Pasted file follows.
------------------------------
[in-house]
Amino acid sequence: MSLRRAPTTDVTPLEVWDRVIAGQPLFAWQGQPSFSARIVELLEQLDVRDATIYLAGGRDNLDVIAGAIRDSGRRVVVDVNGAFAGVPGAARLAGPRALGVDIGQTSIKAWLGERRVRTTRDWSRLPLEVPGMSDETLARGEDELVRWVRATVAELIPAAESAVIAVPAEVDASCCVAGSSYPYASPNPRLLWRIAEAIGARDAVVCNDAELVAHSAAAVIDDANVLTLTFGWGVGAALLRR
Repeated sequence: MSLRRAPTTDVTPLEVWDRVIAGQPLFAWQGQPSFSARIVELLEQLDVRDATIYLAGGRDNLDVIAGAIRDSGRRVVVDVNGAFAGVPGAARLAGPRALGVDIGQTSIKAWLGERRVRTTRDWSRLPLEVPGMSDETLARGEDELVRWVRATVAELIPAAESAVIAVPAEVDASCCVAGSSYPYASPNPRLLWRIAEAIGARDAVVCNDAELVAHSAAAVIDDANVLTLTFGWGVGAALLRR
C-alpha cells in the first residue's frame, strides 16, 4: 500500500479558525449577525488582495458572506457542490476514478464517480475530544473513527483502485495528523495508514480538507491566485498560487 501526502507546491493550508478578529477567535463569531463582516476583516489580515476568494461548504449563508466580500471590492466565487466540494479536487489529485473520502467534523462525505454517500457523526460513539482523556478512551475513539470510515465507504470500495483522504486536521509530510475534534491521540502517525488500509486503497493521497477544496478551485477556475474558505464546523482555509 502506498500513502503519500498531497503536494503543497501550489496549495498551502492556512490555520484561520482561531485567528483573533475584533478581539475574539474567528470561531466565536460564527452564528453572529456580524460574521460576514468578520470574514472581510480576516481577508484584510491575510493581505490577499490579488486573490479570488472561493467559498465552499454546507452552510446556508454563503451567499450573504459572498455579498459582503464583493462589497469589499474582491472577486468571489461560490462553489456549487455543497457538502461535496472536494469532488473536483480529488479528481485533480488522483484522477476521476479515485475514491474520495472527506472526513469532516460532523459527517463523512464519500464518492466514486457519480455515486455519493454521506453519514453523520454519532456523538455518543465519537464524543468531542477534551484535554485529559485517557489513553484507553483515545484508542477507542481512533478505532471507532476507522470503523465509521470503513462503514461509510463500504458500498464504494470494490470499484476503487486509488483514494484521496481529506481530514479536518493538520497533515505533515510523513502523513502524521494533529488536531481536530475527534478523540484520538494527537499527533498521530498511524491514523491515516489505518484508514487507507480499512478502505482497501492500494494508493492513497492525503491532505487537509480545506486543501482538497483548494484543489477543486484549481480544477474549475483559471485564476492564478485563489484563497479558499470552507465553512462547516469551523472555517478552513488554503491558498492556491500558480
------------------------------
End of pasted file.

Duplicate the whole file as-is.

[in-house]
Amino acid sequence: MSLRRAPTTDVTPLEVWDRVIAGQPLFAWQGQPSFSARIVELLEQLDVRDATIYLAGGRDNLDVIAGAIRDSGRRVVVDVNGAFAGVPGAARLAGPRALGVDIGQTSIKAWLGERRVRTTRDWSRLPLEVPGMSDETLARGEDELVRWVRATVAELIPAAESAVIAVPAEVDASCCVAGSSYPYASPNPRLLWRIAEAIGARDAVVCNDAELVAHSAAAVIDDANVLTLTFGWGVGAALLRR
Repeated sequence: MSLRRAPTTDVTPLEVWDRVIAGQPLFAWQGQPSFSARIVELLEQLDVRDATIYLAGGRDNLDVIAGAIRDSGRRVVVDVNGAFAGVPGAARLAGPRALGVDIGQTSIKAWLGERRVRTTRDWSRLPLEVPGMSDETLARGEDELVRWVRATVAELIPAAESAVIAVPAEVDASCCVAGSSYPYASPNPRLLWRIAEAIGARDAVVCNDAELVAHSAAAVIDDANVLTLTFGWGVGAALLRR
C-alpha cells in the first residue's frame, strides 16, 4: 500500500479558525449577525488582495458572506457542490476514478464517480475530544473513527483502485495528523495508514480538507491566485498560487 501526502507546491493550508478578529477567535463569531463582516476583516489580515476568494461548504449563508466580500471590492466565487466540494479536487489529485473520502467534523462525505454517500457523526460513539482523556478512551475513539470510515465507504470500495483522504486536521509530510475534534491521540502517525488500509486503497493521497477544496478551485477556475474558505464546523482555509 502506498500513502503519500498531497503536494503543497501550489496549495498551502492556512490555520484561520482561531485567528483573533475584533478581539475574539474567528470561531466565536460564527452564528453572529456580524460574521460576514468578520470574514472581510480576516481577508484584510491575510493581505490577499490579488486573490479570488472561493467559498465552499454546507452552510446556508454563503451567499450573504459572498455579498459582503464583493462589497469589499474582491472577486468571489461560490462553489456549487455543497457538502461535496472536494469532488473536483480529488479528481485533480488522483484522477476521476479515485475514491474520495472527506472526513469532516460532523459527517463523512464519500464518492466514486457519480455515486455519493454521506453519514453523520454519532456523538455518543465519537464524543468531542477534551484535554485529559485517557489513553484507553483515545484508542477507542481512533478505532471507532476507522470503523465509521470503513462503514461509510463500504458500498464504494470494490470499484476503487486509488483514494484521496481529506481530514479536518493538520497533515505533515510523513502523513502524521494533529488536531481536530475527534478523540484520538494527537499527533498521530498511524491514523491515516489505518484508514487507507480499512478502505482497501492500494494508493492513497492525503491532505487537509480545506486543501482538497483548494484543489477543486484549481480544477474549475483559471485564476492564478485563489484563497479558499470552507465553512462547516469551523472555517478552513488554503491558498492556491500558480